Although Guayaquil is the biggest and richest city in Ecuador, the cultural heart of the country lies inland, in the mountains. The country is split down the middle by two parallel mountain ranges about 80km apart and peppered with still-active volcanoes, creating a long, high valley nicknamed the Avenida de los Volcanos (Volcano Alley). It is this valley that is home to the iconic peaks of Cotopaxi and Chimborazo (the latter's peak being the furthest point from the centre of the earth thanks to the equatorial bulge) as well as the cultural poles of Quito in the north and Cuenca in the south. The Incas also mainly stayed there when they came conquering through*, as they were not big fans of the lowlands.
|The iconic domes of Cuenca's cathedral dominate the city's skyline.|
There is no love lost between the two highland rivals. Although Quito may be the capital Cuencans proudly state that their city is cleaner and prettier (they're probably right). Quito has access to Cotopaxi, whose gleaming white cone is a fixture of the southern skyline (when it's not overcast) whereas Cuenca only has the windswept highland paramo of El Cajas (which, although pretty, is no match for a towering, smoking volcano). Cuenca is home of the iconic Panama hat (despite what the name may suggest Panama hats are actually Ecuadorean and are originally made from a type of reed that only grows in the coastal regions of the country) whereas Quito plays on its privileged geographic position and is home to the kitschy Mitad del Mundo (Middle of the World) attraction on the equator.
|Panama hats on display in a shop in Cuenca.|
Ecuador is one of the few countries in the world whose name directly describes their geographic location (the others I've managed to come up with being South Africa and Equatorial Guinea) and correspondingly the most popular attraction in the country, especially with local tourists, is the Ciudad Mitad del Mundo (CMdM). Comprising a confusing hodge-podge of museums - a scale model of colonial Quito, an exhibition on the European Space Agency, an insectarium, archaeology exhibit, modern art gallery, and a small stage for "traditional" folk performances - centred around a large, unsightly monument, topped off with a giant globe, that marks the equatorial line. Due to the popularity of CMdM another equatorial attraction open just down the road, claiming that it, in fact, is on the real equator. There they carry out "scientific" demonstrations, such as draining a basin on either side of the equator line and showing how the water rotates in different directions, which are patently false (the guide was none too pleased when I pointed out how he did the trick). Not just because the actual scientific principles behind the experiments are baseless (or the forces at work so weak as to be unmeasurable), but also because the real equator is actually at an unmarked spot on the road somewhere between the two sites.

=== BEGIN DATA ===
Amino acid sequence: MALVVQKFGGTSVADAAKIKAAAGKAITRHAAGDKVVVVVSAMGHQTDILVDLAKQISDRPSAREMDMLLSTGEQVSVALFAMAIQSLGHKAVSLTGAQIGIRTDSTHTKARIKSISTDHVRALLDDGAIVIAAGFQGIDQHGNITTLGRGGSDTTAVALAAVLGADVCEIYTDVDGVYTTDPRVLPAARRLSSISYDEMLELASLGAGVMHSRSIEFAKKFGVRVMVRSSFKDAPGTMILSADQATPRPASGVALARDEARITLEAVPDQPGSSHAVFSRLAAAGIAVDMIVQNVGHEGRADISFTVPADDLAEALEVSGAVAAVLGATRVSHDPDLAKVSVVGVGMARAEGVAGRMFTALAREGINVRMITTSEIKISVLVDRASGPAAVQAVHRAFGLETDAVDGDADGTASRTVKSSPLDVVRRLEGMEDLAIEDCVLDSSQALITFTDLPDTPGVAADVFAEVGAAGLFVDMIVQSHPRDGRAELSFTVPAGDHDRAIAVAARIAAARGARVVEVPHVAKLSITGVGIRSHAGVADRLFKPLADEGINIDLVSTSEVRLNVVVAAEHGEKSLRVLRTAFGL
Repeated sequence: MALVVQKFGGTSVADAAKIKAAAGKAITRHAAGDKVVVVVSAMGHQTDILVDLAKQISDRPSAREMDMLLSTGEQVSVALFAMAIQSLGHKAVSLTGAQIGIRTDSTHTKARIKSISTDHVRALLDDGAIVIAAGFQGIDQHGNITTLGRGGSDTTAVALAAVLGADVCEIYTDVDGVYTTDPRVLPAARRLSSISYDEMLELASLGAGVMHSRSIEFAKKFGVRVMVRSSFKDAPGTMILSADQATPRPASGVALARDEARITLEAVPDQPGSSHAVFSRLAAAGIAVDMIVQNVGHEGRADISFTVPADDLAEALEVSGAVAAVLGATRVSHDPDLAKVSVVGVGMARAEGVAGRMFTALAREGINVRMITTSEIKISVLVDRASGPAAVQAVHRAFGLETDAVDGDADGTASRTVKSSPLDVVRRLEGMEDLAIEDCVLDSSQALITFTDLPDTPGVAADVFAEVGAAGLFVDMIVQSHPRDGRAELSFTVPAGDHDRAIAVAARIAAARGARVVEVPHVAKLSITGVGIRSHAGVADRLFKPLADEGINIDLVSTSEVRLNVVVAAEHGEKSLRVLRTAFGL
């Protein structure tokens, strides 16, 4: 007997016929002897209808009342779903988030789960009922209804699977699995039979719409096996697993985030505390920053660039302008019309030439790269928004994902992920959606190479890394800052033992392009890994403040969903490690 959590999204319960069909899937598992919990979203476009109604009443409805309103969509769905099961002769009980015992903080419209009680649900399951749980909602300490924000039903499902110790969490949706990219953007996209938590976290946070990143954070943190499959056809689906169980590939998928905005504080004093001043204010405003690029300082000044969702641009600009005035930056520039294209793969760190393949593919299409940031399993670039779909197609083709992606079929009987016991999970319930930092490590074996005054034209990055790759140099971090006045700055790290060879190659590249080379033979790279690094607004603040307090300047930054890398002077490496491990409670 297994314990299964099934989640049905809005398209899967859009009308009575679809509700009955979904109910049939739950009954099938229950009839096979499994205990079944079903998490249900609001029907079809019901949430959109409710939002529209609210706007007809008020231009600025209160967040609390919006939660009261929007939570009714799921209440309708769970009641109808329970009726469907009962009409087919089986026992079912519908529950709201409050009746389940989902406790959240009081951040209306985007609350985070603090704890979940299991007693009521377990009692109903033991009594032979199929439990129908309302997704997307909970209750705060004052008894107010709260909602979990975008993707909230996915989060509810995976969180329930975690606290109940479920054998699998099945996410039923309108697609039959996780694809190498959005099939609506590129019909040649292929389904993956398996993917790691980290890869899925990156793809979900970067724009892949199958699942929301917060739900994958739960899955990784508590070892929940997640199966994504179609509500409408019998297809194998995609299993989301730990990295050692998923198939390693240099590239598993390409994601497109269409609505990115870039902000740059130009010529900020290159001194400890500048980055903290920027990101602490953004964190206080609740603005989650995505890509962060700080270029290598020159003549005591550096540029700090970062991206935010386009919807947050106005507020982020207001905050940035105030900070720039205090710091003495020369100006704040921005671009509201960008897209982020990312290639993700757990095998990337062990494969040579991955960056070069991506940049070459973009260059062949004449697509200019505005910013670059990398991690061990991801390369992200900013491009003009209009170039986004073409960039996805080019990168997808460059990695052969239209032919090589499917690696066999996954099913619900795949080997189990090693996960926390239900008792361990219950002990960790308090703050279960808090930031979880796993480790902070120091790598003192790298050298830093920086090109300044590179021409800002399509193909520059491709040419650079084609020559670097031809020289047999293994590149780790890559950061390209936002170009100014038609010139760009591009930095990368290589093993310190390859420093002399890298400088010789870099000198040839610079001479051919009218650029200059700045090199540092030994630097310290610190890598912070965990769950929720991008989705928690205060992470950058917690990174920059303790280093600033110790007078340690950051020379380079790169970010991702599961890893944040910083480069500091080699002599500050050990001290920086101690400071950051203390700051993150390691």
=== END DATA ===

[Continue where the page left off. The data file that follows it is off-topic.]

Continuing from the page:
|Sitting on the non-equator line at the other equatorial attraction, Inti Nan|
Of course Ecuador is also over-endowed with a huge variety of natural beauty. As a country it probably has the highest concentration of species diversity in the world, thanks to having almost every type of climate and bioregion possible, from coastal mangroves to alpine meadows and back down to neotropical jungle. I, however, didn't get much chance to experience this wealth due to a new government directive that requires all visitors to national parks to go with a guide, which, of course, is not only expensive, but also detracts from the excitement and adventure of heading off into the wild and communing with nature. I did manage to find a small hike to do on the edge of one of Ecuador's largest national parks that brought me to the base of El Altar, Ecuador's 4th highest peak and an extinct volcano. The multiple, craggy peaks of the mountain ring the old crater where a gorgeous alpine lake is the worthwhile reward for the six hour slog up the muddy mountainside.
|Almost there. The peaks of El Altar peek through the clouds and the final ascent to the lake can be seen.|
Coming back down the next day I narrowly missed the bus that would take me back to civilisation and so had to wait three hours for the next one. so I sat myself down, had my lunch (of avocado sandwiches, which had become something of a staple for me) and got out my book. Soon I was joined by an older local man who was also waiting for the same bus. He soon struck up a conversation. It turned out that he was a retired park warden who had spent 33 years patrolling the wilds of the national park. He regaled me with stories of how much the park has changed over the years, how attitudes are changing amongst villagers and what he had seen and done. All very interesting and lucid, until he acquainted me with his theories regarding rats and cats. "You don't see any old rats do you?" he asked rhetorically, "and you know how cats sometimes disappear, never to be seen again?" Apparently, according to my interlocutor, both rats and cats undergo a butterflyesque metamorphosis and turn into bats and owls respectively. I've no idea whether these are widespread beliefs held amongst Ecuadorians, but I was glad that the bus came soon after as he was beginning to worry me.
*I always find it interesting how we have an idealised view of indigenous peoples. Before the Spanish conquest of South America the Incas had spent a century fighting, subjugating and deporting a multitude of neighbouring tribes and imposing their own religion. Yet in the popular narrative the Incas are the goodies whilst the conquistadors the baddies, whereas in truth they were probably equally good and bad.